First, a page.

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College president brings her rich background to the job

FORT TOTTEN, N.D. - The journey through life guides people through a maze of experiences that oftentimes lead to where a person was destined to be all along.

Cynthia Lindquist, Dakota, is president of the Cankdeska Cikana Community College on the Spirit Lake Reservation in North Dakota. She picked up not just a valuable education along her journey: she collected life experiences and a definitive cultural identity along the way.

When Lindquist arrived on the campus of Cankdeska Cikana (Little Hoop), the campus was in distress academically, philosophically and physically. Today, it's a vibrant college campus.

She had no idea when she was working in the health field on her reservation and elsewhere, or in the political arena, that she would ever be a college president, but opportunities came to her one after another.

''The grandfather puts us where we are supposed to be. When I got a Ph.D., I didn't know I was going to be a president,'' Lindquist said.

Little Hoop College was 18 months away from losing accreditation, students were dropping out, and the facilities were ill-equipped for learning. Today, students, staff and faculty operate with a more positive attitude and the college received a 10-year accreditation.

Lindquist answered the call to serve her community, more than once, after years of working in the health field and with state and tribal governments. She served North Dakota as the commissioner of Indian Affairs during the Gov. Ed Schafer administration in the 1990s; a stint with the IHS under Dr. Michael Trujillo took her to Washington, D.C.; and before that she worked in the IHS area office and also worked with the University of North Dakota School of Medicine to develop an American Indian program, something she admits was not successful.

Lindquist is a prime example of a person who took advantage of opportunities for education and filled essential positions while always staying connected to her roots.

She grew up on the Spirit Lake Reservation and was raised partly by her grandparents, from whom she learned the old ways. Her grandmother taught her to prepare buffalo; also, ''we dried corn and did gardening. It was a hard life, but I was imprinted with a work ethic,'' she said.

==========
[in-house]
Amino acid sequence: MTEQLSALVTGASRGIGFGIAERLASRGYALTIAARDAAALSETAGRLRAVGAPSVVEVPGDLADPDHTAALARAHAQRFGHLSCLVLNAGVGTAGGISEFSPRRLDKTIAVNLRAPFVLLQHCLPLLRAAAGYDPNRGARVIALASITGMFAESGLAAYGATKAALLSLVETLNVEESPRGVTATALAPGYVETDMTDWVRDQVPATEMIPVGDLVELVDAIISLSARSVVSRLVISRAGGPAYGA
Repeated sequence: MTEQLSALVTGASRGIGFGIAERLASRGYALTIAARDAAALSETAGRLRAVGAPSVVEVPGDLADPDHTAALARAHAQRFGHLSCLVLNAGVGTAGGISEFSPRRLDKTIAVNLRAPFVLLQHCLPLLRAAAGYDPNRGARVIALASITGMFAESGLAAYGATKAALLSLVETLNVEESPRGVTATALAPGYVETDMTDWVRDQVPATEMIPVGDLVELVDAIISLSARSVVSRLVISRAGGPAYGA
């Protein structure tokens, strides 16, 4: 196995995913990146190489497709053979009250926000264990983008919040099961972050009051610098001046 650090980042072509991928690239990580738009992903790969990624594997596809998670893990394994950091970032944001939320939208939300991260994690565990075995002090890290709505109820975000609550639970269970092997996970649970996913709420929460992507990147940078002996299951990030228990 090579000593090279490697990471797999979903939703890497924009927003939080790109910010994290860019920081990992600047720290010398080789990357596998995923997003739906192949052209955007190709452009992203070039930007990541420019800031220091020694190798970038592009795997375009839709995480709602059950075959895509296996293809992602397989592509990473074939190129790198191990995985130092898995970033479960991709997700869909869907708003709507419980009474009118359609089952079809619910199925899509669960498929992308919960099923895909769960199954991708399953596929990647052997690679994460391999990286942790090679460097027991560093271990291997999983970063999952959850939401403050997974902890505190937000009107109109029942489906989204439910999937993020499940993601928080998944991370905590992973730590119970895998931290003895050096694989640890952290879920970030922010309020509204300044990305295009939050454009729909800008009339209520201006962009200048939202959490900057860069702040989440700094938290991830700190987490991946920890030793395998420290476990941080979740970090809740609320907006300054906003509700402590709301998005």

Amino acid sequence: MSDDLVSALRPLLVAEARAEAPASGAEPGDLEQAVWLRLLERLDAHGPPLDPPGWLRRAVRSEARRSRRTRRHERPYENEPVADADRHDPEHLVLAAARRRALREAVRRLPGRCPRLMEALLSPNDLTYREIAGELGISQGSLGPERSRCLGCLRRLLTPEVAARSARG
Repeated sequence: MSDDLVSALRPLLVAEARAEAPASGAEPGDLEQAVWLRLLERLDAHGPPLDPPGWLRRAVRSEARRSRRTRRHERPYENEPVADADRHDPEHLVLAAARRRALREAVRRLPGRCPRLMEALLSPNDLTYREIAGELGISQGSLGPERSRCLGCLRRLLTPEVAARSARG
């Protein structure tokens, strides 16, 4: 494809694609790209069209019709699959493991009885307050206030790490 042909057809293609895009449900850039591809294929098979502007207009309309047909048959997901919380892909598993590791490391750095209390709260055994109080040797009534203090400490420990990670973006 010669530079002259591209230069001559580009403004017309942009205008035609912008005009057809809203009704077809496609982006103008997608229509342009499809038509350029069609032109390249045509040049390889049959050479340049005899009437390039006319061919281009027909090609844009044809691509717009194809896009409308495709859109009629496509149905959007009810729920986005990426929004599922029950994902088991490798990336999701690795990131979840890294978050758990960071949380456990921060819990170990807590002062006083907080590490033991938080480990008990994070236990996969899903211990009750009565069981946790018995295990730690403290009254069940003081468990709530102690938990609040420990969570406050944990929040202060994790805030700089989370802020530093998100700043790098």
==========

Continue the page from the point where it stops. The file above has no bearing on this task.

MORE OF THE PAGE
''We didn't have much. We grew up in a two-room house and my grandma taught us to keep it clean. One of the most profound things for me is taking pride in our possessions.''

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Lindquist said she is a true and native North Dakotan. Her father is Scandinavian, her mother Dakota, but she says she leans more toward the Dakota side.

''I can make lutefisk and lefse and wojopi and frybread, and I know both cultures,'' she said. ''I identify as Dakota, but I can't dismiss this other part of my life.''

Her father, who was a police officer on the reservation, took her with him to live off the reservation after he and her mother divorced. The move offered Lindquist the chance to live in two worlds.

''I have survived many things by growing up in both worlds; racism and bigotry were in both worlds. I experience domestic violence and alcohol abuse. We must keep aspiring to do our best; help when we can help and keep going forward, that's so important in Indian country.

''For some reason, the Creator has given me the gifts relative to surviving; life is still wonderful,'' she said.

When Lindquist returned home to become president of Little Hoop College, she said it was depressing. She had returned home more than once. During those times, she taught a couple of health classes at the college. She also worked for the tribe and at the tribally owned manufacturing company after she earned a bachelor's degree in Indian studies and English.

She worked in the health arena for the tribe and eventually spent most of her professional career in health-related jobs. She earned a master's degree from the University of South Dakota in political science and finished her doctorate in education leadership in 2006 at the University of North Dakota.

When Lindquist walks into Little Hoop College, she smudges wherever she goes and asks the namesake of the college to guide her, as part of the cultural ways she learned while growing up.

Protecting the culture, the language and a way of life is part of the mission of tribal colleges and especially for Lindquist.

''There is a dramatic change. I get lots of students coming to classes, they like being here, they are engaged and they talk about liking it here. I still see the flicker that sparkles about having dreams. They are still viable and it's okay to have dreams and this institution is going to help them,'' she said.